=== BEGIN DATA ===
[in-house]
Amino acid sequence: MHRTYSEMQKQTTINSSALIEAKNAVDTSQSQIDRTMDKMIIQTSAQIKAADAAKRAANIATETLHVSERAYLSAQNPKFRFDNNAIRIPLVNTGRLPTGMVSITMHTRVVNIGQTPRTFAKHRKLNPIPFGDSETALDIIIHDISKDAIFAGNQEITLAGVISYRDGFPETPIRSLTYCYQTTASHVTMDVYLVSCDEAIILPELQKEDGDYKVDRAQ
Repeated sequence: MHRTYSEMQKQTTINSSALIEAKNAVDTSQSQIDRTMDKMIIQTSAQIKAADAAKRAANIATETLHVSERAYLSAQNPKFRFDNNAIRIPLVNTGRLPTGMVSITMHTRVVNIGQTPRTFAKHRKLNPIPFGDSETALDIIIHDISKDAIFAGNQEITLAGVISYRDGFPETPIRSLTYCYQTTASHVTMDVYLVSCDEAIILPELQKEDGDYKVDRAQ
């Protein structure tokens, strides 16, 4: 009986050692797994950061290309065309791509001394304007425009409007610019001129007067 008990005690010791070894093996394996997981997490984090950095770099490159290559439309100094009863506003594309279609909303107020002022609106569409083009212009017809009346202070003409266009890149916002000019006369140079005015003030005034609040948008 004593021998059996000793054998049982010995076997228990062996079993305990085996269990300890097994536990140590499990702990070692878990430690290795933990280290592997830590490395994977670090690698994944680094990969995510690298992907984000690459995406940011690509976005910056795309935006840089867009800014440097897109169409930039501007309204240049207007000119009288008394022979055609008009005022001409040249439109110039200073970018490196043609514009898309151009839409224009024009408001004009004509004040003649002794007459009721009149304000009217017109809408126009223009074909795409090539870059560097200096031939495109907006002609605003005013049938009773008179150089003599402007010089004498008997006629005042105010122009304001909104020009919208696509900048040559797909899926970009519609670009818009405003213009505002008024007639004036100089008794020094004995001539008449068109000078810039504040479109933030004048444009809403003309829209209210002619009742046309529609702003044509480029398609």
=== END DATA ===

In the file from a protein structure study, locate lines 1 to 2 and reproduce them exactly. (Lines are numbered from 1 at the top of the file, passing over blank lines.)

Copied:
[in-house]
Amino acid sequence: MHRTYSEMQKQTTINSSALIEAKNAVDTSQSQIDRTMDKMIIQTSAQIKAADAAKRAANIATETLHVSERAYLSAQNPKFRFDNNAIRIPLVNTGRLPTGMVSITMHTRVVNIGQTPRTFAKHRKLNPIPFGDSETALDIIIHDISKDAIFAGNQEITLAGVISYRDGFPETPIRSLTYCYQTTASHVTMDVYLVSCDEAIILPELQKEDGDYKVDRAQ